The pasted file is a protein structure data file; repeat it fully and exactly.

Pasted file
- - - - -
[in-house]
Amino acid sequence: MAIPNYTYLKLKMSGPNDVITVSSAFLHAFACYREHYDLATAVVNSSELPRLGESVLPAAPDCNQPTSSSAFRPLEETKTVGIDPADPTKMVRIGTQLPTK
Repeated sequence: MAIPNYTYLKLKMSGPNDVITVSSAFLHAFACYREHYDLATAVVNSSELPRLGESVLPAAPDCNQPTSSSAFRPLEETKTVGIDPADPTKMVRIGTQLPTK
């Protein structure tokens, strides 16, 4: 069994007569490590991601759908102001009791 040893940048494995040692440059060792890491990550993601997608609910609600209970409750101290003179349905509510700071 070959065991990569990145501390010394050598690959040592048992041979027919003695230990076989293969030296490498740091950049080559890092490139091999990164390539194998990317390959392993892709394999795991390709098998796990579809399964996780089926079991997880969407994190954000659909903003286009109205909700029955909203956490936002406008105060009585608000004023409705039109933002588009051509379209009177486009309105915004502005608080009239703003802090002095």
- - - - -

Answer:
[in-house]
Amino acid sequence: MAIPNYTYLKLKMSGPNDVITVSSAFLHAFACYREHYDLATAVVNSSELPRLGESVLPAAPDCNQPTSSSAFRPLEETKTVGIDPADPTKMVRIGTQLPTK
Repeated sequence: MAIPNYTYLKLKMSGPNDVITVSSAFLHAFACYREHYDLATAVVNSSELPRLGESVLPAAPDCNQPTSSSAFRPLEETKTVGIDPADPTKMVRIGTQLPTK
């Protein structure tokens, strides 16, 4: 069994007569490590991601759908102001009791 040893940048494995040692440059060792890491990550993601997608609910609600209970409750101290003179349905509510700071 070959065991990569990145501390010394050598690959040592048992041979027919003695230990076989293969030296490498740091950049080559890092490139091999990164390539194998990317390959392993892709394999795991390709098998796990579809399964996780089926079991997880969407994190954000659909903003286009109205909700029955909203956490936002406008105060009585608000004023409705039109933002588009051509379209009177486009309105915004502005608080009239703003802090002095």